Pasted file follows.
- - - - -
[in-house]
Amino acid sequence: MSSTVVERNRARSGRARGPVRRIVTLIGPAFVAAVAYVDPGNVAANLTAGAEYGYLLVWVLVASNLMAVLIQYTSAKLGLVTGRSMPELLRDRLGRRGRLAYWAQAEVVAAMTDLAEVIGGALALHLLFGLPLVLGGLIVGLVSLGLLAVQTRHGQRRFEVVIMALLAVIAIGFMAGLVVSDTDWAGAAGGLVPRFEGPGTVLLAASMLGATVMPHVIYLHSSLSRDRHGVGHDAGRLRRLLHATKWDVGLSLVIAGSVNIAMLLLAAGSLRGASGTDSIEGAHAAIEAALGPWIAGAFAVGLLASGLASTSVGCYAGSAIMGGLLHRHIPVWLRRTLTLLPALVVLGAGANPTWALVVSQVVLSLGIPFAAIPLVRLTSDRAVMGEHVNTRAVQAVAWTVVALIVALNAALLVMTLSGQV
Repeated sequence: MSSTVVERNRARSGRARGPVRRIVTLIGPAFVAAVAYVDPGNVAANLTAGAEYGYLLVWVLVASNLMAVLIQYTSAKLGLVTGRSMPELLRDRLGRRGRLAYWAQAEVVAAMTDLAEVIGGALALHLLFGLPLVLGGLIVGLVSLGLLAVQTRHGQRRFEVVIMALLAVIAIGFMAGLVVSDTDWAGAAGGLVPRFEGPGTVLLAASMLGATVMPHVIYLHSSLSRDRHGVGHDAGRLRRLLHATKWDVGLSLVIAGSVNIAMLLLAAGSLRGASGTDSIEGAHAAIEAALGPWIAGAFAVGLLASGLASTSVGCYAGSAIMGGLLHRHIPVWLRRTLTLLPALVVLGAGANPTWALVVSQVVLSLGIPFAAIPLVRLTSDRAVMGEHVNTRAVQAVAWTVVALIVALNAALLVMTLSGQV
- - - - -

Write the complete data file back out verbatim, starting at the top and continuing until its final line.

[in-house]
Amino acid sequence: MSSTVVERNRARSGRARGPVRRIVTLIGPAFVAAVAYVDPGNVAANLTAGAEYGYLLVWVLVASNLMAVLIQYTSAKLGLVTGRSMPELLRDRLGRRGRLAYWAQAEVVAAMTDLAEVIGGALALHLLFGLPLVLGGLIVGLVSLGLLAVQTRHGQRRFEVVIMALLAVIAIGFMAGLVVSDTDWAGAAGGLVPRFEGPGTVLLAASMLGATVMPHVIYLHSSLSRDRHGVGHDAGRLRRLLHATKWDVGLSLVIAGSVNIAMLLLAAGSLRGASGTDSIEGAHAAIEAALGPWIAGAFAVGLLASGLASTSVGCYAGSAIMGGLLHRHIPVWLRRTLTLLPALVVLGAGANPTWALVVSQVVLSLGIPFAAIPLVRLTSDRAVMGEHVNTRAVQAVAWTVVALIVALNAALLVMTLSGQV
Repeated sequence: MSSTVVERNRARSGRARGPVRRIVTLIGPAFVAAVAYVDPGNVAANLTAGAEYGYLLVWVLVASNLMAVLIQYTSAKLGLVTGRSMPELLRDRLGRRGRLAYWAQAEVVAAMTDLAEVIGGALALHLLFGLPLVLGGLIVGLVSLGLLAVQTRHGQRRFEVVIMALLAVIAIGFMAGLVVSDTDWAGAAGGLVPRFEGPGTVLLAASMLGATVMPHVIYLHSSLSRDRHGVGHDAGRLRRLLHATKWDVGLSLVIAGSVNIAMLLLAAGSLRGASGTDSIEGAHAAIEAALGPWIAGAFAVGLLASGLASTSVGCYAGSAIMGGLLHRHIPVWLRRTLTLLPALVVLGAGANPTWALVVSQVVLSLGIPFAAIPLVRLTSDRAVMGEHVNTRAVQAVAWTVVALIVALNAALLVMTLSGQV